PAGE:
There is also an argument to be made that raising taxes on the wealthy might help the economy, though it is somewhat more technical. Yes, you heard that right. First, raising taxes in conjunction with some reductions in long-term entitlement spending and pensions could allay worries that investors have about government debt. The federal government might be ok now, but remember some individual states are really struggling. Many are at risk of losing their AAA credit ratings in the future. Those who do invest will demand a higher interest rate, which will in turn cost state taxpayers more money in the future. Thus, raising taxes as a show of fiscal responsibility could assure that these states have access to credit at a decent rate when they need it.
Second, raising taxes and transferring the money to the middle and working classes would put more money into the pockets of those most likely to spend it, which would boost consumer demand. The wealthy might choose to sit on their money or sock it away in 401ks and IRAs, activities which would stimulate the economy less than direct consumption.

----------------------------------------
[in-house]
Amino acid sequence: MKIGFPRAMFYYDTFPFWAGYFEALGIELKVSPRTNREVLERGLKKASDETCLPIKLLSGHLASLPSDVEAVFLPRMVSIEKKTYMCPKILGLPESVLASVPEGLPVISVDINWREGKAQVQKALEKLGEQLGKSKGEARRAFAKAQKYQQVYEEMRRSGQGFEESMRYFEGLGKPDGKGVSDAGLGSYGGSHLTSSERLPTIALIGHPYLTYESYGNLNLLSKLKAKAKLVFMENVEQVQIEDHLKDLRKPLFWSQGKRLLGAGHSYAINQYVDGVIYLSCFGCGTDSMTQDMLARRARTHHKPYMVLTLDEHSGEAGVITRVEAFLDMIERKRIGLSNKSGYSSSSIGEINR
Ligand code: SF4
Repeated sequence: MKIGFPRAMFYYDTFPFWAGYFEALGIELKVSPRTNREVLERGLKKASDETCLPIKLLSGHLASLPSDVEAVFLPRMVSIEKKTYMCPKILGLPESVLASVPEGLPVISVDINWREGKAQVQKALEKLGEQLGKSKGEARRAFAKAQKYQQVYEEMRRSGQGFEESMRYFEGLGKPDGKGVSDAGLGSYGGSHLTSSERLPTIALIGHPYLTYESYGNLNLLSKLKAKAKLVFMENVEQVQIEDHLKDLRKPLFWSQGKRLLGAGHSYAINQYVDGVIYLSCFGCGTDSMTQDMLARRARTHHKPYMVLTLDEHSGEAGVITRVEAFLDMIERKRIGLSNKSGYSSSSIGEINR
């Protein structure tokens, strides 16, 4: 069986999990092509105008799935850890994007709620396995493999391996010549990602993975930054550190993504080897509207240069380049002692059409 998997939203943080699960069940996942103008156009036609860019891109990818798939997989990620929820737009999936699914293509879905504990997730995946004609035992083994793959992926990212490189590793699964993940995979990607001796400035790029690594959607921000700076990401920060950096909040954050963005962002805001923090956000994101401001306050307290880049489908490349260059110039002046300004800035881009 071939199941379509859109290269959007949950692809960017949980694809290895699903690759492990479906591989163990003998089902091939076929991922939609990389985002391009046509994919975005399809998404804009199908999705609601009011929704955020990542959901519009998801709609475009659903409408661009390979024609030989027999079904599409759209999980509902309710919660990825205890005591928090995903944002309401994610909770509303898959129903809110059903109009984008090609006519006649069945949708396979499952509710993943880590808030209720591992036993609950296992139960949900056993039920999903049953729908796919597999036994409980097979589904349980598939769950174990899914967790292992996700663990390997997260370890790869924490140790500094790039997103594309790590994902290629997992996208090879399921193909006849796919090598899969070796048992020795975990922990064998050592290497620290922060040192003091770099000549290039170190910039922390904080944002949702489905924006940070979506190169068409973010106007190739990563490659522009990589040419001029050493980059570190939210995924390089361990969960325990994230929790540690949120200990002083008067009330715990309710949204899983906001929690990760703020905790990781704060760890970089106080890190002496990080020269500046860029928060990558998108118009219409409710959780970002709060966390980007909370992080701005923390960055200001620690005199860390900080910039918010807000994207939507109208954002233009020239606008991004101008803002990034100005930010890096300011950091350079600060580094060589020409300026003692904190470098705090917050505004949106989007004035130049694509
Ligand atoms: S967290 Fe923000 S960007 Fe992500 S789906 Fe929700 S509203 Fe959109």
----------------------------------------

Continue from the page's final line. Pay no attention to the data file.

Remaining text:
Economists should be engaged in this debate for the foreseeable future. Politically, I’m not sure that running on tax cuts for the wealthy will be a winner at the ballot box for Republicans, since Democrats want to keep cuts for those making less than $250,000. Democratic strategists will surely craft ads alleging that Republicans want to cut the taxes of the same Wall Street CEOs that caused the financial crisis hurting middle America, even as they want to decrease funding on programs like unemployment compensation at a time when so many are worried about the prospect of becoming unemployed or know someone who is.
Besides, not too many people can really relate to the problems of the affluent. Less than 5% of all Americans make more than $250,000 a year. Democrats have effectively neutralized the issue for 95% of the population. And Republicans won’t even win unanimous support among those wealthy whom the cuts would help the most. If I were a Republican strategist, I’d urge the party to focus its energy on criticizing Obama’s handling of the economy instead of fighting for the wealthy.
Friday, August 6, 2010
Healthcare is sure to figure prominently in the fall elections as Republicans run against "Obamacare." Many candidates might revive last summer's charges of death panels and "pulling the plug" on grandma. That is partially why I found this article so interesting in the New Yorker. It asks us a much-needed and under-discussed question. At what point should we focus on comfort care instead of keeping patients alive as long as possible?